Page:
Photo: Wikimedia Commons

How to Get a Drink at the Most Remote Bar in the World

Restaurants + Bars Food + Drink Beaches and Islands
by Nickolaus Hines Sep 7, 2018

You don’t need to join some secret society or pledge your first born to get to the most remote bar in the world. But you do need to find yourself a fishing boat a year or more in advance that will take you on a six-day journey to Tristan da Cunha island, which is located nearly 1,800 miles from Cape Town in the middle of the Atlantic Ocean. Before that, though, you’ll need to contact the local government and ask for permission to visit — without it, you’ll be turned away. Only then can you have a cold one and maybe shoot some pool and play darts where few have done so before.


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It’s a long way to go (and, frankly, a lot of work) just for a beverage, but it’s an experience unlike any other. The bar is called Albatross Bar, and it’s located on the eastern side of the local common house, Prince Philip Hall, in the village of Edinburgh of the Seven Seas. There’s a full selection of wine, beer, and spirits, as well as a pool table for some friendly competition. If you come on the right night, you might have the chance to sample some homebrew from one of the islanders, of which there are less than 300.

Visitors on TripAdvisor describe Albatross Bar as “a must visit,” where you can sip on imported, cheap South African beers. While it may not be the fanciest of drinking establishments, especially in a world increasingly focused on craft cocktails and luxe interiors, one thing Albatross Bar definitely has over every other bar in the world: locals who will talk to you about what it’s like to live more than a 1,000 miles from any other humans. It’s probably a tired conversation topic for them, but they’re friendly and will indulge over a drink.


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You have to respect a place that’s so remote, yet still manages to put an emphasis on having a good time. The island, which is also an active volcano, was first named in 1506 by a Portuguese sailor named Tristão da Cunha. No one moved in, probably because it takes days to get there. The British annexed it in 1818 and founded Edinburgh of the Seven Seas, making it just like the original Edinburgh in Scotland, but without all the whisky or civilization.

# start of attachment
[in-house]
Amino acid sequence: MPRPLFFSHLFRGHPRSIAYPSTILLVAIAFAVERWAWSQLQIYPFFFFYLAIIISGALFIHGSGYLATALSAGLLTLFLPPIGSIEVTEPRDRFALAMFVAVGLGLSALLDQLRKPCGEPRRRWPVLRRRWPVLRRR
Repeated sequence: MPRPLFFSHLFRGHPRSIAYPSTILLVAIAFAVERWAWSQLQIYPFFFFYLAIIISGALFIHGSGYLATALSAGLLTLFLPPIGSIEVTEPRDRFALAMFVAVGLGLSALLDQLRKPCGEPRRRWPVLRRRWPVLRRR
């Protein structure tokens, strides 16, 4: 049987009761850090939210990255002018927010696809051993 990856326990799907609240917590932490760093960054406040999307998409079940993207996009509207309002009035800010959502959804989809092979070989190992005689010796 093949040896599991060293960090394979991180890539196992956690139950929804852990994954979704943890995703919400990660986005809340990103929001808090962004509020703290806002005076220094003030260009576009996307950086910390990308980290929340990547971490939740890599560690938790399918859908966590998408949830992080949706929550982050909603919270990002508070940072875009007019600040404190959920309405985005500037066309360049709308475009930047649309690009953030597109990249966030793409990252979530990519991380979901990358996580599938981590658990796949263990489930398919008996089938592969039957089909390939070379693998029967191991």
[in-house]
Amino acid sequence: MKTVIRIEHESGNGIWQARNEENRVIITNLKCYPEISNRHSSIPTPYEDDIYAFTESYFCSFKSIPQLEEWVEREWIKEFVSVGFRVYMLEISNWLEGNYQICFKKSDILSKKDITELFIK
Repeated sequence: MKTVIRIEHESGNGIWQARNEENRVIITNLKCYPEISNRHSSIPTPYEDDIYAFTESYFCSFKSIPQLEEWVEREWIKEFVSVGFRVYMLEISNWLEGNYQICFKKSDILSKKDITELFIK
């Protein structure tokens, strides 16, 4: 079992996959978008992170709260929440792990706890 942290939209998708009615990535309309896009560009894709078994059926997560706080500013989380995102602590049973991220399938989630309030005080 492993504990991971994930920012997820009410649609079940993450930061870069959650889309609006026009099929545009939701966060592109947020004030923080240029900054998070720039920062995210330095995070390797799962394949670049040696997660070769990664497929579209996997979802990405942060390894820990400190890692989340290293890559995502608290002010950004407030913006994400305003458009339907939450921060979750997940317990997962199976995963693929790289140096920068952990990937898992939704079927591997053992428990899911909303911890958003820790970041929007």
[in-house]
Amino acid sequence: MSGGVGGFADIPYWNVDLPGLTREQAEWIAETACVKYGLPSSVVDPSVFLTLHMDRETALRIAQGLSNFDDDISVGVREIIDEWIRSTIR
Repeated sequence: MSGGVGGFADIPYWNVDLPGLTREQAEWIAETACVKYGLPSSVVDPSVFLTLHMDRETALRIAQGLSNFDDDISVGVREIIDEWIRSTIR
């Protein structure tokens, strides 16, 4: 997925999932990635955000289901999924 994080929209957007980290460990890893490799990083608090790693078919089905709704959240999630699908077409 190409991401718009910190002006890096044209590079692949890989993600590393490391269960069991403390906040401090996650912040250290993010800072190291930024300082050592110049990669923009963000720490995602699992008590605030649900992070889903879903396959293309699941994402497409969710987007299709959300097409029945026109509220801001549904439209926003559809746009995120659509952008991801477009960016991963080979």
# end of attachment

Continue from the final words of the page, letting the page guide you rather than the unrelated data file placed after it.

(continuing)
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Island life has its ups and downs on Tristan da Cunha, giving people plenty of reasons for a drink. One of the more dramatic is, in 1961, the volcano that created the island erupted. The residents fled to the UK for two years before returning to start anew. When they returned, they collectivized the land, planted potatoes, brought over cattle, and built a supermarket. And, despite some other natural disasters taking their toll over the years, that’s how things have stayed for the 70 or so permanent families. Some of the buildings are new — the bar was built in 2001 after the previous building was damaged in a hurricane — but the vibe has stayed the same.

Nightingale Island

Photo: Grant Tiffen/Shutterstock

The island works hard to keep that vibe consistent. Every visitor to the island is required to email the Secretary to the Administrator to outline the full purpose of the visit, the proposed dates, how they’ll get there, nationality, age, and where they’re staying before, during, and after their visit. They could even ask for a person’s criminal record. If these demands aren’t met, the island’s government page states, “Council may refuse a visit by anyone if they judge it not to be in the public interest.”

Once, or if, you finally make it there, enjoy. The bar regulars have a reputation for being welcoming — maybe because they get such infrequent visitors, being 1,800 miles from the mainland. Or maybe they believe if you’ve worked that hard to get a drink, you’ve earned the pleasure of their company.

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